Olde English District history is entwined around both the Revolutionary and Civil Wars. Its counties were the scenes of a number of battles and skirmishes. For war afficionados, an excellent pamphlet, “Revolutionary War”, lists 22 sites - parks, museums, towns, heritage buildings that played a prominent role in the war for independence from England. Historic Camden Revolutionary War Site, located on Highway #521 just south of Camden, a recreation-in-progress, includes the reconstructed Kershaw-Cornwallis house, the 1789 Craven House, log cabins with exhibits, fortifications, walking paths and picnic area. Lord Charles Cornwallis used the original Kershaw house as his headquarters when he spent eleven months in the area c1780 along with 2,500 British soldiers.
Set several days aside to explore the villages and towns surrounding Camden. Boykin was named after William Boykin who settled the area in 1755. The village exists today because of the vision of the heirs of Lemuel Whitaker Boykin who now operate it as a visitor attraction. Boykin was never a large community but did have a mill and pond, store, church and tavern which were located beside two major highways - #261 and #521. Until 1960 when the highways were rerouted, transport trucks, busses and cars crossed the narrow wooden bridge that still forms a focal point for the heritage village. The mill pond is now a bird sanctuary where Great and Cattle egrets and ibis nest, bobcats and fox prowl and an alligator by the name of “Olde George” resides.
Buildings house artisans like Susan Simpson, broom-maker par excellence who plies her trade in a c1740 house. The mill still operates. The original General Store is just that. You can enjoy lighter fare at the Boykin Company Grill or partake in fine dining at the Mill Pond Restaurant, housed in two former slave cabins. Fried oysters and fried green tomatoes, crab cakes and Over-the-Top fillet come highly recommended. Swift Creek Baptist Church is popular for weddings and concerts. In April 1865, Union and Confederate troops clashed at Boykin Mill as the Union army moved south along the Kings Highway. Today, a c1995 monument commemorating both sides, sits by the mill. If the name Boykin sounds familiar - the village is famous for a breed of dog - the Boykin Spaniel. Boykin is most famous for its Christmas parade, held each year on the Saturday before December 25. Best to call for particulars. More than 10,000 people attend each year. Part of the celebration is Boykin’s famous Road Kill Cook-Off.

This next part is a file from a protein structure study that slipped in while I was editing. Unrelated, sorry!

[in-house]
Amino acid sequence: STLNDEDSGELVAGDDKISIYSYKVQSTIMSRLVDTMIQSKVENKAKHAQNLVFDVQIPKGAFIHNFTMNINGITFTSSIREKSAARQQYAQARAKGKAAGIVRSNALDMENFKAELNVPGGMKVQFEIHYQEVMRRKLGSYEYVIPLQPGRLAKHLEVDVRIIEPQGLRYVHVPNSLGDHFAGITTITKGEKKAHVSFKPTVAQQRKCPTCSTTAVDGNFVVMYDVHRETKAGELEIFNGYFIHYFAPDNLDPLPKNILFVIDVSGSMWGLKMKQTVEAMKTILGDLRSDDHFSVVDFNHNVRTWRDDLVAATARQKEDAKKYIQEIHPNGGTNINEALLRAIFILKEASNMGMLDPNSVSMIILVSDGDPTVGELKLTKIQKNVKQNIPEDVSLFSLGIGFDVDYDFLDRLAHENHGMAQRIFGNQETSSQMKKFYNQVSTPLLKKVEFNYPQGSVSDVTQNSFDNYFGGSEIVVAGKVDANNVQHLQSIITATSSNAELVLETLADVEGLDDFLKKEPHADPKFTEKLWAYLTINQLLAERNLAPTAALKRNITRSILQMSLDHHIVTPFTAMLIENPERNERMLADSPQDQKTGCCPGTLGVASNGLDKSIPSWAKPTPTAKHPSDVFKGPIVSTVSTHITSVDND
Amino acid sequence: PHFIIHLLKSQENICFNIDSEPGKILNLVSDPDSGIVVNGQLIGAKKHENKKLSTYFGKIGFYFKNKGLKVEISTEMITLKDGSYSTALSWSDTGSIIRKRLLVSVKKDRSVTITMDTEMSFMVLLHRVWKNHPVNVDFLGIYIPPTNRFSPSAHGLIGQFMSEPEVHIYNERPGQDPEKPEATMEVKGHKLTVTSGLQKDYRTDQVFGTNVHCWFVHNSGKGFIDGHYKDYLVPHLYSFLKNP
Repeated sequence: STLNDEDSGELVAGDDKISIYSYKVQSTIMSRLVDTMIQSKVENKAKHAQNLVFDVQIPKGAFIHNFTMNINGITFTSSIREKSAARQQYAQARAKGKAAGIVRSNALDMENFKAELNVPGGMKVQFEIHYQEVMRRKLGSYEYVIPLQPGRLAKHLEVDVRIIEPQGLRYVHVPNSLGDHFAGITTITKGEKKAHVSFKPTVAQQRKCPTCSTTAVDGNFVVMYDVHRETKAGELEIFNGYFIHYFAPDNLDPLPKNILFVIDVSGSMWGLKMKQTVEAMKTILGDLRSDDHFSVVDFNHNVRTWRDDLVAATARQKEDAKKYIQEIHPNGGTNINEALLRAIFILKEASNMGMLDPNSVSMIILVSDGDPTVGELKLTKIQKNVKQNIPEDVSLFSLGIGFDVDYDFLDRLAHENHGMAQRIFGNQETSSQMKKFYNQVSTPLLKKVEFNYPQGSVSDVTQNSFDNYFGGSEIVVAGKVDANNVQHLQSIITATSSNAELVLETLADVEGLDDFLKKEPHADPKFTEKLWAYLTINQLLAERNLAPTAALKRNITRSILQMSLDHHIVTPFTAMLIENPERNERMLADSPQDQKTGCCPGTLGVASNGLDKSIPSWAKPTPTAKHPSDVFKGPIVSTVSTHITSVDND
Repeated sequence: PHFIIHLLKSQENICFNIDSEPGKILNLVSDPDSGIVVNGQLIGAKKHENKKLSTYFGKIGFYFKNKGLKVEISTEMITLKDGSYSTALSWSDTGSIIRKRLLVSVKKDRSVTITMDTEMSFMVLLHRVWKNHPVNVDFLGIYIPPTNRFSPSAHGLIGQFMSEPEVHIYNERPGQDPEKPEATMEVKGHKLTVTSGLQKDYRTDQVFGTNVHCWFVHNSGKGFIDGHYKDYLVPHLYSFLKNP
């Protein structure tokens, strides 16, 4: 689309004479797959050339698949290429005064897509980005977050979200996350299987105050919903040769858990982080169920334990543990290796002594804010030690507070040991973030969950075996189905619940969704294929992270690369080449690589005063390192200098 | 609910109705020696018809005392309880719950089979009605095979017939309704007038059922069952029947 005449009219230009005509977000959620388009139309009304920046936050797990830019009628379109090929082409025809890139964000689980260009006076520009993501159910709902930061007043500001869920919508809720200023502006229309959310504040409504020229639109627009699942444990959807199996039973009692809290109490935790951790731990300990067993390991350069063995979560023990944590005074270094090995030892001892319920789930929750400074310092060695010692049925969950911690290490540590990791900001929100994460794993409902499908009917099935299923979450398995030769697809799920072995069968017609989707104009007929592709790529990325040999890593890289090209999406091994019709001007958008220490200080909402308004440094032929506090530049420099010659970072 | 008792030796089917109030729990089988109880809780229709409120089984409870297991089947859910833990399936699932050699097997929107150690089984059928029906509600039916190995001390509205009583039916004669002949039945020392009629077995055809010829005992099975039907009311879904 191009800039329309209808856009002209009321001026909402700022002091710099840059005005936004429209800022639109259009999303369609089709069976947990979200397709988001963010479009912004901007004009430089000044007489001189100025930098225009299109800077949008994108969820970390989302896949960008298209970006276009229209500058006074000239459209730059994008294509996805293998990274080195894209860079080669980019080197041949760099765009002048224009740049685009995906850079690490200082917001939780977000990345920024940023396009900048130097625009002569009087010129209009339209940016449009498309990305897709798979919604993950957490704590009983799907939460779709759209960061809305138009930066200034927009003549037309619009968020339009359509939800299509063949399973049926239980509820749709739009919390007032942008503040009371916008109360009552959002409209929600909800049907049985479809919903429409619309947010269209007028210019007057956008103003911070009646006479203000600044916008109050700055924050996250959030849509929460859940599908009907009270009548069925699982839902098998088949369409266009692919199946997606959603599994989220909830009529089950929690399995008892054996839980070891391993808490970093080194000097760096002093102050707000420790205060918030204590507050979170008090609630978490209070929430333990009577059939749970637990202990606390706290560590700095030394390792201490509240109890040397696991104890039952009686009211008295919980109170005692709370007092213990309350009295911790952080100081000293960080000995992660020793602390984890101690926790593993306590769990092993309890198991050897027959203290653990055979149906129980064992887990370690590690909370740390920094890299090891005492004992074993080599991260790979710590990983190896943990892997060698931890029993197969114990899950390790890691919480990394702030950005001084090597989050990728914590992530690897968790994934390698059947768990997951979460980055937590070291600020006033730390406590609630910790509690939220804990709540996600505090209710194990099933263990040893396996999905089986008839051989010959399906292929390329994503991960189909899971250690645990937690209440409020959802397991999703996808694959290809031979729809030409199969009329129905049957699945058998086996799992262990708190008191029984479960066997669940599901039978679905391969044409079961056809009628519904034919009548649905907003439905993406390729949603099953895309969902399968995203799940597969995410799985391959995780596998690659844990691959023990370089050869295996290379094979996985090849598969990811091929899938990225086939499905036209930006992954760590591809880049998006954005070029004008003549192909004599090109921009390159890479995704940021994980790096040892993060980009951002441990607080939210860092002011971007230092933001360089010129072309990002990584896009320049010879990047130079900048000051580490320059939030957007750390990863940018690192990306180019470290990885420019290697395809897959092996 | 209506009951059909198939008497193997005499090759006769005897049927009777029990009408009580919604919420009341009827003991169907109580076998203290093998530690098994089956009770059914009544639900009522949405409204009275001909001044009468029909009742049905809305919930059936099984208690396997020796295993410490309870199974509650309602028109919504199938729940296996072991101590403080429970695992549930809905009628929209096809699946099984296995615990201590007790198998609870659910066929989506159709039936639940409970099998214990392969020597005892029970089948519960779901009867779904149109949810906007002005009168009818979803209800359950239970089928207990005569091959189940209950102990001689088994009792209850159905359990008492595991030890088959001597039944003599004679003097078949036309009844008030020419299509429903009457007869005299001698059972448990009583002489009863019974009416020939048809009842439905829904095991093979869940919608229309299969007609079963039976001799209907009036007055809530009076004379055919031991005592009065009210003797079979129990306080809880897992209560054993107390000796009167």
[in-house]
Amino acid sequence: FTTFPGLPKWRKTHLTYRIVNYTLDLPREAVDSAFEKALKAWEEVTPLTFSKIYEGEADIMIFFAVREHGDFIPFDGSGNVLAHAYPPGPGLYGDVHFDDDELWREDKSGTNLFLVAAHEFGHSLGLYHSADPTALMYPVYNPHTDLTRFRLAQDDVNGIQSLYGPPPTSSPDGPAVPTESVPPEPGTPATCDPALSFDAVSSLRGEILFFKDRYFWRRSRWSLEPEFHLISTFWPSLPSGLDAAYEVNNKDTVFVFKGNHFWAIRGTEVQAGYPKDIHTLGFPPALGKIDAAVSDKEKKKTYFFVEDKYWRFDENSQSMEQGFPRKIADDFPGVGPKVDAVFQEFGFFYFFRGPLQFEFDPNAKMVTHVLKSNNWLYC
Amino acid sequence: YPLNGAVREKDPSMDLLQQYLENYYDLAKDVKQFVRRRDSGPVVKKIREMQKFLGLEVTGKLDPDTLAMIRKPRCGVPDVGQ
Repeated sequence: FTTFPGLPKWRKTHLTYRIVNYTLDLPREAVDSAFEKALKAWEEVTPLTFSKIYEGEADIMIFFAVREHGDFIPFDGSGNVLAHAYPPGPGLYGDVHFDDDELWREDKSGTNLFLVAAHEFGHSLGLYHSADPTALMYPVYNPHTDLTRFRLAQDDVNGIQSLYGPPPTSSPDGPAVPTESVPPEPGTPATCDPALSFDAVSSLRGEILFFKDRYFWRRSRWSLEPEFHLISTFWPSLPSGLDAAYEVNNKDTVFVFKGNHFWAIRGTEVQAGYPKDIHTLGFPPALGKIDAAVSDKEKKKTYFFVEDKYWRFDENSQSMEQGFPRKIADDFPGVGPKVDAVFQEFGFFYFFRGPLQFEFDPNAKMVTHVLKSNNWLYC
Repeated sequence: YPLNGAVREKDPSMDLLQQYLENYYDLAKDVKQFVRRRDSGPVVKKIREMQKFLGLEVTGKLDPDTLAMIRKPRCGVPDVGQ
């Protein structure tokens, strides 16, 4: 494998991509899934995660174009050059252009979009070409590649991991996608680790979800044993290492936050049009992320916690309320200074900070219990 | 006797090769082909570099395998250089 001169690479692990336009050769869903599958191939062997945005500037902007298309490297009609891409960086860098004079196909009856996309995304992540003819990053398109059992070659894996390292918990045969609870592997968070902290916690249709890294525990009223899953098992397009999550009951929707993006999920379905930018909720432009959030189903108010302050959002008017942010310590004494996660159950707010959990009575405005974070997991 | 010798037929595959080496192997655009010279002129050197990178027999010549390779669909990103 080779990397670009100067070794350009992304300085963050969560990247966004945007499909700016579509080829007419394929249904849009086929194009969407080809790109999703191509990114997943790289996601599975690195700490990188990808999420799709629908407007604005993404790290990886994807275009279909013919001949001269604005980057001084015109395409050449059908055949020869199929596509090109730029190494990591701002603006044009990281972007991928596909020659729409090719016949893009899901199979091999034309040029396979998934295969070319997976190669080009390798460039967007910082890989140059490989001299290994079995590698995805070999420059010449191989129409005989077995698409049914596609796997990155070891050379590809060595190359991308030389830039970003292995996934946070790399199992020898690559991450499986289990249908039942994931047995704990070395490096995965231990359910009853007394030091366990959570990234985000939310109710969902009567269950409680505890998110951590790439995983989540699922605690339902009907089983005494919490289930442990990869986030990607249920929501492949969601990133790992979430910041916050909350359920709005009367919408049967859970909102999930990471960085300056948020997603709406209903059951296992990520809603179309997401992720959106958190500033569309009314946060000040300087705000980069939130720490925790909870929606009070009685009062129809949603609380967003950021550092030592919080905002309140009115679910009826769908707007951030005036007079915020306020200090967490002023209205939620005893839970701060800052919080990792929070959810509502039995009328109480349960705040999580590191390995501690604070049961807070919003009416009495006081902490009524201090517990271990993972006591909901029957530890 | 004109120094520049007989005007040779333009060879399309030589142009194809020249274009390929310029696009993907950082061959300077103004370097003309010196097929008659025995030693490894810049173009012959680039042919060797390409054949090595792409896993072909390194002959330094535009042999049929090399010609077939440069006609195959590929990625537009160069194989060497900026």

Cheraw north -east of Camden is centrally located at the junction of a number of major highways - #9 , #52, # 1 and #171. Both Camden and Cheraw are located on a sandhill ridge that runs from Richmond Virginia to Georgia. One of the most interesting features of the ridge are long leaf pine whose needles are much prized for mulch. Cheraw with a population of approx. 6,000 people, was designed with double avenues that provide room for leafy canopies over quiet thoroughfares. The town has more than fifty heritage homes, the oldest at #21 Third Street, dating to the 1770's. Some of the buildings that are of historical significance sport plaques. During April, the town blooms with azaleas, dogwood, wisteria, climbing jessamine, Lady Banks Roses, Cherokee Roses.
A jazz fan? Dizzy Gillespie was born in Cheraw. A park, featuring a number of innovative sculptures is named in his honour. Dizzy, in bronze, blows his famous bent horn in the square in front of the Visitor Information Centre on the Town Green. Visitors should stop at the Information Centre first for directions to local attractions. The Green is lined with heritage buildings including the c1858 Town Hall, c1837 Market Hall, c1820 Inglis-McIver Law Office, c1820's Lyceum building, c1835 Merchant’s Bank Building.